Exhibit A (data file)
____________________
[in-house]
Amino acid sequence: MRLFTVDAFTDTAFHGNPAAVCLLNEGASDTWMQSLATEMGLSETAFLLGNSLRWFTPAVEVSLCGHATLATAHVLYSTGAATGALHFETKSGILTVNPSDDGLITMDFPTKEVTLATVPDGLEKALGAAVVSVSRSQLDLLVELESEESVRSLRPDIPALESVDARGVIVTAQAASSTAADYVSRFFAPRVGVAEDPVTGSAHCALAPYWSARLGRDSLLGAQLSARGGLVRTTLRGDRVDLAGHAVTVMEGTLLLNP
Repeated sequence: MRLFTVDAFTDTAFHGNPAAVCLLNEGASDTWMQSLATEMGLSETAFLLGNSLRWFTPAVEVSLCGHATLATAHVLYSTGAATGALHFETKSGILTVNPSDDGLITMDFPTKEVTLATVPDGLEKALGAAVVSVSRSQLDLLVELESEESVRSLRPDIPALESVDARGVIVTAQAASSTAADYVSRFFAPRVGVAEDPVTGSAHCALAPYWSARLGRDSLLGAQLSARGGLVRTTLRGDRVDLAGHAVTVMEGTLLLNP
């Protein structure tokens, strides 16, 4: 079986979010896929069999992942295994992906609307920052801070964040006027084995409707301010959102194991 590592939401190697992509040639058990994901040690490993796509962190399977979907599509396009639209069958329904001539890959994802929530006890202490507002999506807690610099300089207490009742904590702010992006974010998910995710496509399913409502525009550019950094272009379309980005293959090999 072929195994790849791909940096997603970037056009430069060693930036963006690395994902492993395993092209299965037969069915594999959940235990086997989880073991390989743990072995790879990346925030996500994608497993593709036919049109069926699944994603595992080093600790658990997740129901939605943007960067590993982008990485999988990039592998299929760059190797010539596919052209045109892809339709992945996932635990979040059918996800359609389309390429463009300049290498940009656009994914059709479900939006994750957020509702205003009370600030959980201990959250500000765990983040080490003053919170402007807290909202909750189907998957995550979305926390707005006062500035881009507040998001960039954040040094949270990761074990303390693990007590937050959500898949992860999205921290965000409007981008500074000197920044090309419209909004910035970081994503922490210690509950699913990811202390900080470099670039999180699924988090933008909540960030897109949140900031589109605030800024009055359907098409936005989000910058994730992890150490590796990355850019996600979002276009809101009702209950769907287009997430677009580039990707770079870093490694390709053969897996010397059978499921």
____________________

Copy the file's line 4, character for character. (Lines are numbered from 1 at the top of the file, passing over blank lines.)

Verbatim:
């Protein structure tokens, strides 16, 4: 079986979010896929069999992942295994992906609307920052801070964040006027084995409707301010959102194991 590592939401190697992509040639058990994901040690490993796509962190399977979907599509396009639209069958329904001539890959994802929530006890202490507002999506807690610099300089207490009742904590702010992006974010998910995710496509399913409502525009550019950094272009379309980005293959090999 072929195994790849791909940096997603970037056009430069060693930036963006690395994902492993395993092209299965037969069915594999959940235990086997989880073991390989743990072995790879990346925030996500994608497993593709036919049109069926699944994603595992080093600790658990997740129901939605943007960067590993982008990485999988990039592998299929760059190797010539596919052209045109892809339709992945996932635990979040059918996800359609389309390429463009300049290498940009656009994914059709479900939006994750957020509702205003009370600030959980201990959250500000765990983040080490003053919170402007807290909202909750189907998957995550979305926390707005006062500035881009507040998001960039954040040094949270990761074990303390693990007590937050959500898949992860999205921290965000409007981008500074000197920044090309419209909004910035970081994503922490210690509950699913990811202390900080470099670039999180699924988090933008909540960030897109949140900031589109605030800024009055359907098409936005989000910058994730992890150490590796990355850019996600979002276009809101009702209950769907287009997430677009580039990707770079870093490694390709053969897996010397059978499921």